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Episodic downwelling predicts recruitment of Atlantic cod, Greenland cod and white hake to Newfoundland coastal waters

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Recruitment in marine fish is influenced by abiotic and biotic processes operating at many spatial and temporal scales. Annual recruitment to fisheries has received more attention at the scale of the population than at finer temporal scales, where spatially heterogeneous biological processes modify year-class success. We tested two hypotheses: (1) that recruitment of marine fish to the nearshore benthos at a fine temporal scale is determined by downwelling associated with onshore winds and (2) that fish arrival nearshore is related to tidal stage. During summer and autumn 1998 to 2001 and late spring to autumn 2002, we monitored recruitment of Atlantic cod (Gadus morhua), Greenland cod (Gadus ogac) and white hake (Urophycis tenuis) to benthic habitats at 12 sites in Newman Sound, Newfoundland every two weeks using seine nets. Seining was conducted daily at an additional site nearby for approximately two months during 2002. There were sufficient data to identify four to six annual recruitment pulses of Atlantic cod during 1999 to 2002. Greenland cod and white hake were found to recruit only once annually during 1998 to 2002. Winds were mostly offshore during the periods studied. During this same period recruitment of Atlantic cod (18 events), Greenland cod (5 events) and white hake (5 events) was found to begin on days with onshore winds or within three days following onshore wind events. Results were consistent with onshore larval transport and settlement during downwelling events. Recruitment of Atlantic cod, Greenland cod and white hake to the nearshore benthos was not associated with tidal stage. Upwelling dynamics may affect both the timing and the magnitude of recruitment of many other benthic species occupying the coastal zone.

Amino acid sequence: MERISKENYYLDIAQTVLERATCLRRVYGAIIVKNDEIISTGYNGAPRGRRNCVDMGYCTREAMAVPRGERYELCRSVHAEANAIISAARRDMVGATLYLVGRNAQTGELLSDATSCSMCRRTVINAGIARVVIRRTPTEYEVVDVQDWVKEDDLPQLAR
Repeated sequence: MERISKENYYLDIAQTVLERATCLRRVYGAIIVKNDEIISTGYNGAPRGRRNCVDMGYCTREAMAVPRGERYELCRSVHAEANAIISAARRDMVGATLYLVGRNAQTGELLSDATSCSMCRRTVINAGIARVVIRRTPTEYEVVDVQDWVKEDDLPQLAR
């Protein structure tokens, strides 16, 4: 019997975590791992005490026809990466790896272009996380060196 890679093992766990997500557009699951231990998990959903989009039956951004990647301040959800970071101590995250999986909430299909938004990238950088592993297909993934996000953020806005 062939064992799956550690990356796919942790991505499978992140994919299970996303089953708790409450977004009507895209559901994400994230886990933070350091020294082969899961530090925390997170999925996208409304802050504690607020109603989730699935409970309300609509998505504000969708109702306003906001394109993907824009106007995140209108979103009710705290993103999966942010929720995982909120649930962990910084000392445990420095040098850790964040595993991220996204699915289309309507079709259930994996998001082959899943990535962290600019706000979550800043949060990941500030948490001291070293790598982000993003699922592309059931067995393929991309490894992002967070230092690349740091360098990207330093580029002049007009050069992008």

Document Type: Research Article


Publication date: July 1, 2008

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  • The Journal of Marine Research publishes peer-reviewed research articles covering a broad array of topics in physical, biological and chemical oceanography. Articles that deal with processes, as well as those that report significant observations, are welcome. In the area of biology, studies involving coupling between ecological and physical processes are preferred over those that report systematics. Authors benefit from thorough reviews of their manuscripts, where an attempt is made to maximize clarity. The time between submission and publication is kept to a minimum; there is no page charge.
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